At Monmouth, Confidence Oozes Up and (Very Far) Down the Roster

Posted by Tommy Lemoine on November 30th, 2015

There simply aren’t many teams in college basketball with a better trio of wins to this point than Monmouth, power conference or otherwise. The Hawks, picked to finish sixth in the MAAC, have already toppled UCLA in Pauley Pavilion, upset #17 Notre Dame in the AdvoCare Invitational and staved off USC to place third in the event. From a mid-major perspective, King Rice’s bunch simply owned the month of November. And yet, despite the spate of upsets and already-exceeded expectations, Monmouth’s achievements on the court have taken a backseat to its swagger directly off of it. You already know what we are talking about here: that bow-and-arrow-shooting, touchdown-tossing, feather-flapping, best-show-in-town bench mob of theirs. Not only have the antics been picked up by myriad blogs and news outlets around the country, they earned split-screen airtime during the team’s semifinal and third-place games over the weekend. But while the bench’s hilariousness and popularity is obvious and undeniable (the crew’s Twitter handle, @MonmouthBench, now has over 3,300 followers), its tangible connection to Monmouth’s on-court success deserves a deeper look. After all, what could be a better reflection of team culture than a bunch of no-names performing choreographed, multi-act celebration routines?

Daniel Pillari, Greg Noack and Monmouth's bench are taking college hoops by storm. (Getty Images)

Daniel Pillari, Greg Noack and Monmouth’s bench had some fun in November (Getty Images)

Make no mistake – the Hawks have talent, and their winning ways are not altogether shocking. Diminutive point guard Justin Robinson, a 5’8” preseason first-team all-conference pick, ranks sixth nationally in scoring (24.4 PPG) and racked up 77 combined points over the holiday weekend on his way to being named the AdvoCare Invitational MVP. Junior Je’lon Hornbeak, once a four-star recruit, has been an immediate contributor since transferring from Oklahoma. So too has freshman Micah Seaborn, another highly-touted prospect who went for 20 points against USC on Sunday, including 4-of-8 shooting from behind the arc. Deon Jones (7.0 PPG, 7.2 RPG), Collin Stewart (11.0 PPG) and Chris Brady (7.2 PPG) are all upperclassmen who have developed into solid players during their time in West Long Branch. This team is built to compete. Yet, Rice, a former North Carolina point guard under Dean Smith, seemed to suggest before the season that the toughness-based culture change he sought to create in 2012 has only now come to fruition because of his decision to loosen things up. “I think I understand the position probably more than when I first started, I learned everything doesn’t have to be my way or the highway type of deal,” he told the Asbury Park Press in mid-November.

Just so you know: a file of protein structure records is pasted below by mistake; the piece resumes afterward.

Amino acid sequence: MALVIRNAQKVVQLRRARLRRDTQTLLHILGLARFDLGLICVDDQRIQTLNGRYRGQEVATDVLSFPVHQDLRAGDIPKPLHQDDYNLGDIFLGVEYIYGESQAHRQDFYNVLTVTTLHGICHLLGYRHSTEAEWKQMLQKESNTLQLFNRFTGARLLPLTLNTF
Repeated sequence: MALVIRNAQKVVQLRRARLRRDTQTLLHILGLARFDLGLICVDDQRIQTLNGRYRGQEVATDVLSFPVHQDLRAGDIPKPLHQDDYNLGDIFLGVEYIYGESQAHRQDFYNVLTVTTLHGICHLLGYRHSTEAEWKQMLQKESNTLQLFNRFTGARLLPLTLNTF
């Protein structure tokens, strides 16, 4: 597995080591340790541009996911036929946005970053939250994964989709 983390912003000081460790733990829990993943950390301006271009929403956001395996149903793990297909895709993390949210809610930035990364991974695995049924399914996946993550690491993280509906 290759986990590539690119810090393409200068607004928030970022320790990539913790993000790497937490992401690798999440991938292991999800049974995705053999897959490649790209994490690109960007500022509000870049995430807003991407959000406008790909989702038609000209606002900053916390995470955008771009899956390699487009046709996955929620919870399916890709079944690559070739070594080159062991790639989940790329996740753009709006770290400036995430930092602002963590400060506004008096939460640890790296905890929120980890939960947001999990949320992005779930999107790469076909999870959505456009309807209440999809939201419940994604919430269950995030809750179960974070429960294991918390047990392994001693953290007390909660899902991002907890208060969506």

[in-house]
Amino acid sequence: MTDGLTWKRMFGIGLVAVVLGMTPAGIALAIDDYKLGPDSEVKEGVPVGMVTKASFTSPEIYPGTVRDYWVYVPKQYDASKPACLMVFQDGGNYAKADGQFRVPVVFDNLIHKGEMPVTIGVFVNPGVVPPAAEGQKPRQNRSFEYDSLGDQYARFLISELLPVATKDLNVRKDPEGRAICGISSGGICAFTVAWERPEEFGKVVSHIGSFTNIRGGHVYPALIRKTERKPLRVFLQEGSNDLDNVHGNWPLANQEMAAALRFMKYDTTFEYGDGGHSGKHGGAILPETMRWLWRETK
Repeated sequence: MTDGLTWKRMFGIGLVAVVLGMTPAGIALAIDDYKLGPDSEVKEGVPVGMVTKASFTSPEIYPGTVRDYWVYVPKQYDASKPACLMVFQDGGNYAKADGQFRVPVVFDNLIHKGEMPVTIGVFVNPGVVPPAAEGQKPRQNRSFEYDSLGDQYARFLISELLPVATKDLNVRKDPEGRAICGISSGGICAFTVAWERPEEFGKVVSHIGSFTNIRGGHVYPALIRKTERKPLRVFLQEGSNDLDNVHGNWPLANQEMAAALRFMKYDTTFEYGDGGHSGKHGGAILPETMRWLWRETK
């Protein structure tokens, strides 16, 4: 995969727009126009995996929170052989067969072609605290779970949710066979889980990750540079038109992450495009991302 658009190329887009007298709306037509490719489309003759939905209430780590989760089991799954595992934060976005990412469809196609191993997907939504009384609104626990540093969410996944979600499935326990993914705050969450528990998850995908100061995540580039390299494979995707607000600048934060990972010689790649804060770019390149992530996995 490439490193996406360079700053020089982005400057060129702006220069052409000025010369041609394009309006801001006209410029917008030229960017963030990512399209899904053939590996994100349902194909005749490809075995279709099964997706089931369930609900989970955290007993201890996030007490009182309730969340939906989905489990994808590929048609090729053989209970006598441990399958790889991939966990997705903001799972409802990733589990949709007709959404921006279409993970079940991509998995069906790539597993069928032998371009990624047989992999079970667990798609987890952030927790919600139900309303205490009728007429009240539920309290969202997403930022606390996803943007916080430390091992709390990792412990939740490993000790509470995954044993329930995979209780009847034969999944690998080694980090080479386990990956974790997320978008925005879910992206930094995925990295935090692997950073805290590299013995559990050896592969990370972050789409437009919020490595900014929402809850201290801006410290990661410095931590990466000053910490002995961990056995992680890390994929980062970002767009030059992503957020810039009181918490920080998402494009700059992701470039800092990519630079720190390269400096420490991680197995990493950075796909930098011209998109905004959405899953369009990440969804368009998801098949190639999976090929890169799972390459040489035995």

And perhaps that’s where the bench mob comes in, led by walk-ons Dan and Louie Pillari (cousins), freshman Tyler Robinson and injured forward Greg Noack. Rice’s willingness to trust his starters to deliver on the court – Monmouth never wavered from its game plan against UCLA, despite trailing by 13 in the second half – all while giving his bench-warmers uninhibited creative freedom on the sidelines, embodies the culture of self-assuredness and cohesion he has sought to build during his tenure. “Those guys are creative. They’re having fun, they’re a fun group of kids, so I encourage all of it,” Rice said over the weekend. And why not? The effects of the mob’s energy are often palpable. When Jones threw down a monster slam late in the contest against USC, any mojo lost during the Trojans’ second half comeback was fully recaptured by an eruption of mind-blown bench antics. Numerous shots by Robinson throughout the tournament seemed to both feed and be fed by the guys on the pine, a self-fulfilling feedback loop of confidence. Big plays on the hardwood may light the fire, but the bench helps keep it blazing. “They give us a lot of entertainment, confidence and there’s a swagger about them,” Robinson said on Monday.

Their work, of course, is far from done. Now garnering votes in both the AP and Coaches polls for the first time in program history and approaching the top 100 in KenPom, Monmouth suddenly looks like a bona fide MAAC title contender and potential March threat. The team’s offense – which has generally been a step behind its defense during Rice’s tenure – appears more capable and consistent than ever with Robinson, Seaborn and Hornbeak leading the charge. The Hawks currently rank ninth nationally in turnover rate, shoot better than 38 percent from deep and get to the free throw line at a very healthy clip. With conference play starting and a trip to Georgetown still on the docket this month, Monmouth has a chance to generate even more national buzz and put itself in even better position should it reach the NCAA Tournament this spring. It’s a possibility that, if it plays out, would turn One Shining Moment into one awesome bench montage.

Tommy Lemoine (250 Posts)

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